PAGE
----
In Pursuit of Justice delivers a riveting and honest approach to how a judge functions in the sacrosanct domain of the Judiciary.
The book provides insight into the judicial world and helps the reader understand more about how judicial decisions are made with a unique perspective of a highly regarded internationally recognised jurist in Professor Dr Justice Key Dingake.
The author is a Judge in Papua New Guinea and has also served as a Judge in his home country of Botswana. The book posits a position that judges function best in democracies. This is indeed a challenging position given the many countries with large judiciaries that operate under non-democratic systems.
The author challenges the reader to conceptualise what is being presented and not to accept it as fact but dig deeper into one’s conscience in order to make an informed analysis as to the validity of the claims being made. This is sobering and delightful because it demonstrates the author’s willingness to share an open approach to subjects that are often times shrouded in secrecy.
Quite a number of legal doctrines and theories are presented including the doctrine of separation of powers that are fundamental for a legal system. The book provides comparative analysis of different countries, which supports the wider understanding of this critical examination of the connection of philosophy, law and politics. Whether you are a first year university law student or a retired Judge of the Court of Appeal, this book is happy-reading and once you pick the book up you will not be able to put it down until you have completed it in its entirety.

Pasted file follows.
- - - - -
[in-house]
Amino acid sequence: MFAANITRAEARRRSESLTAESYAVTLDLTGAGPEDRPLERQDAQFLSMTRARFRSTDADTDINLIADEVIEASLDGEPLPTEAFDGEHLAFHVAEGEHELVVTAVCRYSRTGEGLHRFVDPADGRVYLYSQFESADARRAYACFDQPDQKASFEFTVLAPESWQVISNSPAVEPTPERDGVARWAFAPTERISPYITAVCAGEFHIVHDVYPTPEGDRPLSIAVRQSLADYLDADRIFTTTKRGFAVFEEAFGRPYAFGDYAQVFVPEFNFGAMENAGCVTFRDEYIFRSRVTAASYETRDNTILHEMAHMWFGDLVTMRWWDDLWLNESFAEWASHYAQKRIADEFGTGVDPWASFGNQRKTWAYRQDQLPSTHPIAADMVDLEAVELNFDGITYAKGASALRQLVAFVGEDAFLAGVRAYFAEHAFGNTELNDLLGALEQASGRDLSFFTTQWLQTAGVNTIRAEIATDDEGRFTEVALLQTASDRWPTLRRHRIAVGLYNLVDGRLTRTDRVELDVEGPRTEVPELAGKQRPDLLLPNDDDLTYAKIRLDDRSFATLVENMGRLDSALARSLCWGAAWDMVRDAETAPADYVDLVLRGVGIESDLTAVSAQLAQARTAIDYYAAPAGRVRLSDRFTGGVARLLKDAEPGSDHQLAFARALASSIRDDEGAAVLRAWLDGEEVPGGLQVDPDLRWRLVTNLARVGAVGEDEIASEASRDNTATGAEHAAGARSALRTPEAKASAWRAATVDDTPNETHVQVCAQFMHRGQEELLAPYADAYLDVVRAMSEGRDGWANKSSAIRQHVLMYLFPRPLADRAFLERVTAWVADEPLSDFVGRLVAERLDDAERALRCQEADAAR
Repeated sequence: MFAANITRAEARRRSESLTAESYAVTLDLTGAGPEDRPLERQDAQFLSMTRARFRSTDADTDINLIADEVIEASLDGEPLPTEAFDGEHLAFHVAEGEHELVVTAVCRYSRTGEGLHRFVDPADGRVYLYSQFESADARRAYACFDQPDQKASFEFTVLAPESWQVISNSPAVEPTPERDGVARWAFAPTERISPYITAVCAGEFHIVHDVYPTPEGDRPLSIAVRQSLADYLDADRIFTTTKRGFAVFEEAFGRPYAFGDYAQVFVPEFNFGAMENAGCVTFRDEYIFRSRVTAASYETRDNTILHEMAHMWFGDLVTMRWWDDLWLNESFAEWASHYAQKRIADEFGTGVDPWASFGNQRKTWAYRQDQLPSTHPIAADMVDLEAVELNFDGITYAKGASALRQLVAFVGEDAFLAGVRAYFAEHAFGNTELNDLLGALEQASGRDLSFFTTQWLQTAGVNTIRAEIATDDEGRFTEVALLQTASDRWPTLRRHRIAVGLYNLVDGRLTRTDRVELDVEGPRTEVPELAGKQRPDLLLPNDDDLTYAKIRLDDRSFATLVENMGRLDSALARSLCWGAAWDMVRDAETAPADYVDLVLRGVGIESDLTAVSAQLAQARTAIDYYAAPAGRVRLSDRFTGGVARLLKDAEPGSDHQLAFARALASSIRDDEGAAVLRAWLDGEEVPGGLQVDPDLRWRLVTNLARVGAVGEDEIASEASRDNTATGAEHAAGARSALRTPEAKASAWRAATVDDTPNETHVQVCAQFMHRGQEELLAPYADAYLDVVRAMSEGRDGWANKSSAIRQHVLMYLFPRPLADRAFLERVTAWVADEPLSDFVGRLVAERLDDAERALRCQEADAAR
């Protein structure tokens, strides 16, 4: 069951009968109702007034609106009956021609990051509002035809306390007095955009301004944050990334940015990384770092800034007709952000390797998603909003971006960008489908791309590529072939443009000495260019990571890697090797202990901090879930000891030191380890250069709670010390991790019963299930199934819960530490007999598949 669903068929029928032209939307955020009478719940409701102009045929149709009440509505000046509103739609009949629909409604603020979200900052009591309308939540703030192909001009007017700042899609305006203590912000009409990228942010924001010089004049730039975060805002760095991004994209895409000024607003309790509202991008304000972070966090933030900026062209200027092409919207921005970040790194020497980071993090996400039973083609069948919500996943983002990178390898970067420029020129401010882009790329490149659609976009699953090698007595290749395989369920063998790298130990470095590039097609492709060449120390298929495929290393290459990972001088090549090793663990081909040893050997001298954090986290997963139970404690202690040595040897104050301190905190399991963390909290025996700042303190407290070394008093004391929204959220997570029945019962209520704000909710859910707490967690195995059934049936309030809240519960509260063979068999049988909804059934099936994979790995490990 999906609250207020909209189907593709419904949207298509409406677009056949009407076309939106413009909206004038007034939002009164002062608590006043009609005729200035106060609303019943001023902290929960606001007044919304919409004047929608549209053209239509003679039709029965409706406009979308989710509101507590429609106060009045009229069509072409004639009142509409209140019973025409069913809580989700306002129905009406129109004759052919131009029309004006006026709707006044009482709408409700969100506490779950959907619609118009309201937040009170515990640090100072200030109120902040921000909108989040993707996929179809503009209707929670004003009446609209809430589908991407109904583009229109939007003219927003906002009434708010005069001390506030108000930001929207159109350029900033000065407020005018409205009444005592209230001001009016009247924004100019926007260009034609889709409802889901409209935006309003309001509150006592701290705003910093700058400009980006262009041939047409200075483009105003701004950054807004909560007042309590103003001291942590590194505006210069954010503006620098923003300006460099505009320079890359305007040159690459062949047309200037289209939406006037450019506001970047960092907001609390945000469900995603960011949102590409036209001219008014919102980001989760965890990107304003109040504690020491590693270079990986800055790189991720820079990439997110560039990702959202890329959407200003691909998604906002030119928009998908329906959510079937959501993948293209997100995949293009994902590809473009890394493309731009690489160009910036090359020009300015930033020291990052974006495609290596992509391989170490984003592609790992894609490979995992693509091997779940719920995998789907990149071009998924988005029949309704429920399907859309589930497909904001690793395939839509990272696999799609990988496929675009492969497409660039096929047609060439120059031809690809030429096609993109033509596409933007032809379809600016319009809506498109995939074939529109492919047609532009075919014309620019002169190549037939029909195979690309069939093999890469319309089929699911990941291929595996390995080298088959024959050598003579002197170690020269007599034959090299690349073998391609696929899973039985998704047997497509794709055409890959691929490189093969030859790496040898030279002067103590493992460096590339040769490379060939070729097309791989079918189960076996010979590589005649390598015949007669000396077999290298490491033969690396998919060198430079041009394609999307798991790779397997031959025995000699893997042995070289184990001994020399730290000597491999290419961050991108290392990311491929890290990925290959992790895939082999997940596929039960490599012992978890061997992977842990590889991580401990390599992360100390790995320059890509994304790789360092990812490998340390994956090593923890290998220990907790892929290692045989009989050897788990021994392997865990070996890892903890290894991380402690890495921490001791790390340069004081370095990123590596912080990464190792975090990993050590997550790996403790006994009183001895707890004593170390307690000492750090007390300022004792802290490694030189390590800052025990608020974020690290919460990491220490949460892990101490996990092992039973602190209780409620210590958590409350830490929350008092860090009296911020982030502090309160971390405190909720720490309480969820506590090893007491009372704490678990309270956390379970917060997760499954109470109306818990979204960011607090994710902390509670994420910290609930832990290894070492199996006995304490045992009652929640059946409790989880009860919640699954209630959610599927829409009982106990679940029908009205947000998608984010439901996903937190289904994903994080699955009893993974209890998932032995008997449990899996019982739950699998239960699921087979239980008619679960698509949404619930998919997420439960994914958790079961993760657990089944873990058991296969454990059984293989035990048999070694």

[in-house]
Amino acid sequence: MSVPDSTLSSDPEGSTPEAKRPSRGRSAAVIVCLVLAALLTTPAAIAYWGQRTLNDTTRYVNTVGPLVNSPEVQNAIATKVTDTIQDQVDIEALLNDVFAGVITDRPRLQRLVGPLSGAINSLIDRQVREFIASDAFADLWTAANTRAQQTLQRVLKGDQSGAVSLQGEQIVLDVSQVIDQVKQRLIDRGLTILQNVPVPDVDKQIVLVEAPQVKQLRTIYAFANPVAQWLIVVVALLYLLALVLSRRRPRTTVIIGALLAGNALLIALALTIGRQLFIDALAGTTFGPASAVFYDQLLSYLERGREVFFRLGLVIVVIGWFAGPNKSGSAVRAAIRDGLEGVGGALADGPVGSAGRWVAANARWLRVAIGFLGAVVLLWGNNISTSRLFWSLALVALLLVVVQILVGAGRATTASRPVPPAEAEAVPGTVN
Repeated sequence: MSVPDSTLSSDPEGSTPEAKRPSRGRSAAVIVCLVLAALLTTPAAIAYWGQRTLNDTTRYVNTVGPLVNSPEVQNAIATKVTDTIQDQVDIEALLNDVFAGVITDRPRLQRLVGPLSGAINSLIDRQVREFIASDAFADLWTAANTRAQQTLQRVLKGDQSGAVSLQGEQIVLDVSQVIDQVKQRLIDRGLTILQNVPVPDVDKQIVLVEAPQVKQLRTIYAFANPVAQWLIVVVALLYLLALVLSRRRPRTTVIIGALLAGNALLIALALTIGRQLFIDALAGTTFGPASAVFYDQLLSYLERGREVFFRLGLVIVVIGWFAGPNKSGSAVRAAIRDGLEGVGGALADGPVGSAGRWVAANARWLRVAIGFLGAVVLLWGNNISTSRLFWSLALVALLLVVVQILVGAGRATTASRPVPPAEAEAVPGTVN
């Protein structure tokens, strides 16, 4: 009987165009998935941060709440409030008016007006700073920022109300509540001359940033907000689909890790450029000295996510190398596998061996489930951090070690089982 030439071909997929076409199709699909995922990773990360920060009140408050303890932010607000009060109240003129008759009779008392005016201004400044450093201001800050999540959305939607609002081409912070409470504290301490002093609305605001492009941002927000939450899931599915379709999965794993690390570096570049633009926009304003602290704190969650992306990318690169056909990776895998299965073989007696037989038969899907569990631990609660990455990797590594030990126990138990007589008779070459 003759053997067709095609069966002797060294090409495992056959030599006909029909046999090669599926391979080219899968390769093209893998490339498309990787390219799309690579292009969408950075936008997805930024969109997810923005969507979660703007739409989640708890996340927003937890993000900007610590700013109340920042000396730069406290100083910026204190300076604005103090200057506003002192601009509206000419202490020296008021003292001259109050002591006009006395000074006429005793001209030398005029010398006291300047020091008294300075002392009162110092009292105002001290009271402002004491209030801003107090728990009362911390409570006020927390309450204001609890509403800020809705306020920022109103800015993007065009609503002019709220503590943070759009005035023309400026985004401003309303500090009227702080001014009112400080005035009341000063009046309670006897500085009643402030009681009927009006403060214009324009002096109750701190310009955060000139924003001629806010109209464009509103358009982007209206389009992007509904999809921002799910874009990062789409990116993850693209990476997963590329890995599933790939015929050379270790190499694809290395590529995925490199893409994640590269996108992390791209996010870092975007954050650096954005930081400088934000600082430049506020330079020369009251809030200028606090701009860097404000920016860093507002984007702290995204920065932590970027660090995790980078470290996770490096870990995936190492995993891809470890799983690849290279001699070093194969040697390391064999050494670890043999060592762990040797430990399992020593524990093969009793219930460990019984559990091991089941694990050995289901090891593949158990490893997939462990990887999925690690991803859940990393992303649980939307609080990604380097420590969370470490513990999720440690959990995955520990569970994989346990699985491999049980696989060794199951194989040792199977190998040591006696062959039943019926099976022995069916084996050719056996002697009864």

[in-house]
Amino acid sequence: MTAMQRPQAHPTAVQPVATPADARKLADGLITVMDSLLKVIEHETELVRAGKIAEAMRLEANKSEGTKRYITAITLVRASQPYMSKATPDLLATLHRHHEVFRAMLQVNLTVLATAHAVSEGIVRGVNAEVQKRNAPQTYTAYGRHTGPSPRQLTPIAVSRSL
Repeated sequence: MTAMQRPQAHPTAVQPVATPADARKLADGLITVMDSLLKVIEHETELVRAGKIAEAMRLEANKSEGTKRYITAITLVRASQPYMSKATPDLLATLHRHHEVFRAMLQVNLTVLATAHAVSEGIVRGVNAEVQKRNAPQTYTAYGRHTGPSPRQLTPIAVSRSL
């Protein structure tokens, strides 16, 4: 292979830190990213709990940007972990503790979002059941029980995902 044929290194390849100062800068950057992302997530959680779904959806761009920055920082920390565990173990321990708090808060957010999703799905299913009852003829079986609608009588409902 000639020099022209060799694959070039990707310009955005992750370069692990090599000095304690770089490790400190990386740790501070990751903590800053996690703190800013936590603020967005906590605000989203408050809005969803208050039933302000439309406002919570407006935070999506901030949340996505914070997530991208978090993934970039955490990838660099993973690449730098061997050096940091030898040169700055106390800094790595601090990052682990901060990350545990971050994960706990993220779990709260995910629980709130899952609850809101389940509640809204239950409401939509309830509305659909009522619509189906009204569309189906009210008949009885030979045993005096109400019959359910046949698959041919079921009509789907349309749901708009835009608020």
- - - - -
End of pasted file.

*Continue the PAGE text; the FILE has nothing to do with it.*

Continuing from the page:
The courage of the author to plainly state so many ideas that the general public would wish to know but could never quite get answers to makes it intriguing yet informative. It tackles a lot of topics and issues that affect ordinary people.
For those who have a fascination with controversial topics such as judicial politics, this book is a must-read. It is enlightening and awesome because of the candour with which the chapters are laid out.
The author is very progressive and addresses issues related to the Lesbian, Gay, Bisexual, Transgender, Queer and Intersex (LGBTQI) communities that are significant to the advancement of human rights in the global community. Credibility is always a relevant component of any serious material and the book engenders this through the substance of the work presented by its well-known author with a foreword by the Chief Justice of Papua New Guinea Chief Sir Gibbs Salika, GCL, KBE, CSM, OBE.
This book is worthy of being in academic libraries, personal collections and in the hands of all people. The author promotes the reality that justice is the reason for the law and concludes with the significance of public confidence being important for the judiciary to function effectively.
*Reviewer: John GF Carey, JP is the Executive Director of the Papua New Guinea Centre for Judicial Excellence based in Port Moresby, Papua New Guinea.